Now, as Wood gets back on her feet again after a positive prognosis, she is excited for the future. For anyone in a similar position as Wood, she recommends that they begin hiring a team to make their lives “infinitely easier.”

“After being sick most of the year, I now feel like myself again and am ready to take on new challenges and think about where I want to take the business,” she shares.

She’s in the process of dreaming up her future plans with Vintage Sewing School; “perhaps I’ll bring in more mentors to help in their unique sewing areas, or do more with the community. There is so much more we can do to make it the best sewing school and provide an unreal experience to learn age-old sewing techniques,” continues Wood.

  1. She remained consistent

Since launching her sewing school, Wood says her life has changed dramatically. “I never thought that my business could be what it is now—never in my wildest dreams,” she shares.

“Teaching online has given me the ability to quit all of the other things I was doing and focus on this brand full-time,” continues Wood. “Being able to teach people has given me a real sense of purpose. Seeing someone post photos of the garments that they made is the absolute best.”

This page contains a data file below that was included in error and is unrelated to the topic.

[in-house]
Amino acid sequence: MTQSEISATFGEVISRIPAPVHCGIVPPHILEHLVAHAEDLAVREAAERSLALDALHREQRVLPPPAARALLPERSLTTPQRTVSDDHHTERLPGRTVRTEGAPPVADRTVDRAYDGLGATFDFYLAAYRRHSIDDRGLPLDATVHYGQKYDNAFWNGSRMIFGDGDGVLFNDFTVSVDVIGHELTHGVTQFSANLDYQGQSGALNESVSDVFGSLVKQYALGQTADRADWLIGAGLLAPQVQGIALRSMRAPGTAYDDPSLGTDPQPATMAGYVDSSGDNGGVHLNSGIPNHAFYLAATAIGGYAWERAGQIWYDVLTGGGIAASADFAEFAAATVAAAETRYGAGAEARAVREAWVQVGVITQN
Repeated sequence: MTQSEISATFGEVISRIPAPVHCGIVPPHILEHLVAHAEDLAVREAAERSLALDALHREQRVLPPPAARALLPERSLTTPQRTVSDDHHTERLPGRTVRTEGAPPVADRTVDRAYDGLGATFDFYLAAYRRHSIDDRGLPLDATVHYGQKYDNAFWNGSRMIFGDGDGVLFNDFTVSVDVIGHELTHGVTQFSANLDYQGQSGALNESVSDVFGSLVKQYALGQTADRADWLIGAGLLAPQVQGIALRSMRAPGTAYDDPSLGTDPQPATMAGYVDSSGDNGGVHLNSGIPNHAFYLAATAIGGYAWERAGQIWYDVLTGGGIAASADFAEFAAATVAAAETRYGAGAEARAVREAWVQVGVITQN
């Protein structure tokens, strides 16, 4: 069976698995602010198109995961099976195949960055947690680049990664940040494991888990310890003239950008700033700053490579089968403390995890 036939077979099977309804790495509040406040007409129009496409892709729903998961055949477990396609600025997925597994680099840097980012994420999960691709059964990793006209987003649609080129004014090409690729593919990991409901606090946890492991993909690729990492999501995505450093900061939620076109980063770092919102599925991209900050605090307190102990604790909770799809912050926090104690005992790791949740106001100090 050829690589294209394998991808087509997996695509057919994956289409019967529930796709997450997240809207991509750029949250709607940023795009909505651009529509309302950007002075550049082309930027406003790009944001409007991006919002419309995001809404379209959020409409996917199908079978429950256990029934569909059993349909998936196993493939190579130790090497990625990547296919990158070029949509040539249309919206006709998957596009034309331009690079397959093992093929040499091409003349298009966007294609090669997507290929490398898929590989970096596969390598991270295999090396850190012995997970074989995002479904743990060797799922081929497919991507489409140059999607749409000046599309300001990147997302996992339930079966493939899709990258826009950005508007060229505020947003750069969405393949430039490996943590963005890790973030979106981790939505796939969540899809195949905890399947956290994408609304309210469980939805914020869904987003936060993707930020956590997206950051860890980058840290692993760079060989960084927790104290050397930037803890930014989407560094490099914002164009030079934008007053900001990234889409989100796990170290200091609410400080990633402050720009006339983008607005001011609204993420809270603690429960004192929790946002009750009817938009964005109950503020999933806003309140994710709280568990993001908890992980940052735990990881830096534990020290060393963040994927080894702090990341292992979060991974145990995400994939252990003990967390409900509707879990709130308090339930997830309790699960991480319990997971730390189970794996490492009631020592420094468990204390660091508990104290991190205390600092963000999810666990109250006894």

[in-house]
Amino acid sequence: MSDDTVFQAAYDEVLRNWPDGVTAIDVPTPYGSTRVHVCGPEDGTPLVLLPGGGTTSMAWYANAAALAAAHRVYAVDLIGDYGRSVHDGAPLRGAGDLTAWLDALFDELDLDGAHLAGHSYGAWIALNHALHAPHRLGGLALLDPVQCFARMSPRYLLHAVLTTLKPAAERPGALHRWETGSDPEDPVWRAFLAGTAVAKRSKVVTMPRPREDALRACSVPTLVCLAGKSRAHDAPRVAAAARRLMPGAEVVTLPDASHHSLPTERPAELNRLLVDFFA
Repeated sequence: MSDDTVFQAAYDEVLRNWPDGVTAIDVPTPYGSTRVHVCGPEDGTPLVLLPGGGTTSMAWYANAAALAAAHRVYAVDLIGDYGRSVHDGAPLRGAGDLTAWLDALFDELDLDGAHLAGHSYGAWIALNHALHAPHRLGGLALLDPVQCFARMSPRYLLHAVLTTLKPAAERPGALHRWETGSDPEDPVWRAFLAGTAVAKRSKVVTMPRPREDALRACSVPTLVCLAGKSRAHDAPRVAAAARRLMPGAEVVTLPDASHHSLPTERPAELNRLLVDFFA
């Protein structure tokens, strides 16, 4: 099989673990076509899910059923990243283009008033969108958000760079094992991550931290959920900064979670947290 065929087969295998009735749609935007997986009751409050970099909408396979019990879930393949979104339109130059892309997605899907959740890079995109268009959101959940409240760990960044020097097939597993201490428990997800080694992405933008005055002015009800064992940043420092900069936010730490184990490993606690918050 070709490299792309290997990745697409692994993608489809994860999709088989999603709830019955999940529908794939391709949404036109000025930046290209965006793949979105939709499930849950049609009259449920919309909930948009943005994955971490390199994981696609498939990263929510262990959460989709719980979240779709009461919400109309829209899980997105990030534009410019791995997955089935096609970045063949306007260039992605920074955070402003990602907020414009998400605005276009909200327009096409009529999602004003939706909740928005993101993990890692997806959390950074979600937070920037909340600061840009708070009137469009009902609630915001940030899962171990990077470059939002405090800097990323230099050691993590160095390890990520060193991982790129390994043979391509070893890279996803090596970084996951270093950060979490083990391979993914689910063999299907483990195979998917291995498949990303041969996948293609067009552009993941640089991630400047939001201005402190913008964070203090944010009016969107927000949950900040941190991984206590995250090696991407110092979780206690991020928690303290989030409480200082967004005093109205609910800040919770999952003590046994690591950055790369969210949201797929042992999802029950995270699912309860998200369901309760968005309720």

She says she’s had two keys to her success: consistency and differentiating herself from other sewing schools. “The way I teach is a bit risky; many people just want a pattern and to be able to follow along. Having a more self-study type of school where they have to go in and learn things for themselves is outside of the box—but I knew that’s what drew me to sewing, and that’s what I would have loved to have had when I was learning,” says Wood.

For those who want to start an online course business and aren’t sure where to begin, Wood recommends putting the feelers out, being bold, and trying different things.

“Put a few things out there and you can then figure out what’s working and what you should hone in on,” she suggests. “My business had a lot of iterations until I got to the point of finding what worked. It took me six years before I developed my membership, and it took off.”

“By doing a lot of different things and allowing yourself to sample different ways of doing things, you’ll find out what’s working,” she adds. “Stick with the uniqueness that makes you, you—and stay true to that.”

“Just go for it,” she continues. “Don’t be scared. Start small and throw lots of little things out there to see what works. You’ll know what’s right because it will just work.”

Ready to turn your knowledge into an online course business? The time is now; sign up for Thinkific today—for free!